André Courrèges was a French designer who was supposed to become an engineer but fell into the fashion industry and made a revolution. It is hard to imagine how the fashion of the 60s would have looked without André Courrèges. He received an engineering degree, during the war he was a pilot, and then come to Paris, got engaged into design, and became a student of Cristobal Balenciaga, who was one of the foremost fashion designers of the 1940-50s. In 1961, Courrèges went on an independent voyage: he opened his own fashion house, and at the same time, he has “opened” the 60s. The space-age, minimalism, a trapezoidal silhouette, clothes for young people, experiments with materials, bright colors – these are the features of a decade and the innovations of André Courrèges.
In the 1970s and 1980s, Courrèges continued creating, but the spirit of naive and violent youth, to which the designer was so attached, had been weathered. Courrèges left Balenciaga to serve the ideals of youth and futurism. Along with other designers of the 1960s, such as Paco Rabanne, Mary Quant, Pierre Cardin, he introduced a cult to anticipate the future. The clothes have been “cleaned” of excess fabric and decorative elements. Instead, geometry, space, artificial materials, and acid colors became popular.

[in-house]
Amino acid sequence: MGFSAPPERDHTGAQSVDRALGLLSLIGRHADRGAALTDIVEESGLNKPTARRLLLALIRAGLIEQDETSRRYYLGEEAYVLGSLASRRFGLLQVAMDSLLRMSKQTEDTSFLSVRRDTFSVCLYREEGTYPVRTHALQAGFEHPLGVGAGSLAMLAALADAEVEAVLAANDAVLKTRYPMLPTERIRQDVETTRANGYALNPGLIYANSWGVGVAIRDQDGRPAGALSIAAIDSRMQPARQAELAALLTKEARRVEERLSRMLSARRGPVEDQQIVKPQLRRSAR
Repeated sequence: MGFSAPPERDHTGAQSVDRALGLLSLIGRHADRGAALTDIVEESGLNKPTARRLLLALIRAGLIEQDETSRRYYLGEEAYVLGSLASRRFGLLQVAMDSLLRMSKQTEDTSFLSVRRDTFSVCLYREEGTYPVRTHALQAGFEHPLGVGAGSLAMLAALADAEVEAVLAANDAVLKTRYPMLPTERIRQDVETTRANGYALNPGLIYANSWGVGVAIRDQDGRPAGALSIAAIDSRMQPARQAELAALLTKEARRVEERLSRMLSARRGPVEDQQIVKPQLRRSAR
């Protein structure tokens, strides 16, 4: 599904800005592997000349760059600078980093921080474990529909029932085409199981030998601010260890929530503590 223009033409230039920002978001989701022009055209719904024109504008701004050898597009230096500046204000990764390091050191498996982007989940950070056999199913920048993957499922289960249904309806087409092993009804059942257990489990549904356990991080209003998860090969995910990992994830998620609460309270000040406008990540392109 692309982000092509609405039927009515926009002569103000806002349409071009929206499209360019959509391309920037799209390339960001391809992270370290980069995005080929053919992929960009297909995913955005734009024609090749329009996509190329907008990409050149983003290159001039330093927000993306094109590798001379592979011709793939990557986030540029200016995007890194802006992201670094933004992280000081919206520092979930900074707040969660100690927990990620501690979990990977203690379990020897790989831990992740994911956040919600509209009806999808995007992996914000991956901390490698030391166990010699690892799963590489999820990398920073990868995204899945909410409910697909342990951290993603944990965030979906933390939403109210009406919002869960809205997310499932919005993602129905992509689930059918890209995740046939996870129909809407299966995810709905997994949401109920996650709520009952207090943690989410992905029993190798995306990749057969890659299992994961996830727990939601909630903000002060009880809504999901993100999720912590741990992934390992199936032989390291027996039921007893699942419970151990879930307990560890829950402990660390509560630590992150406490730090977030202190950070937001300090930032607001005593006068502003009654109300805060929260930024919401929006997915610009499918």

In 2011, a new page in the history of the company had opened. The Courrèges brand passed into the hands of two French entrepreneurs. Frédéric Torloting and Jacques Bungert were not involved in fashion prior; they both worked for two decades in the world of advertising. They entrusted the artistic leadership of the revived brand to two well-known designers – Sébastien Meyer and Arnaud Vaillant. Entrepreneurs began the revival of the spirit of the Courrèges brand by re-creating a stylist’s publication called ‘Bonjour Courrèges’ on the internet. This free paper edition introduced shoppers to new ideas from the fashion brand. By coincidence, the Instagram account ‘Bonjour Courrèges’ has been opened on January 7, 2016, on the day of the death of André Courrèges.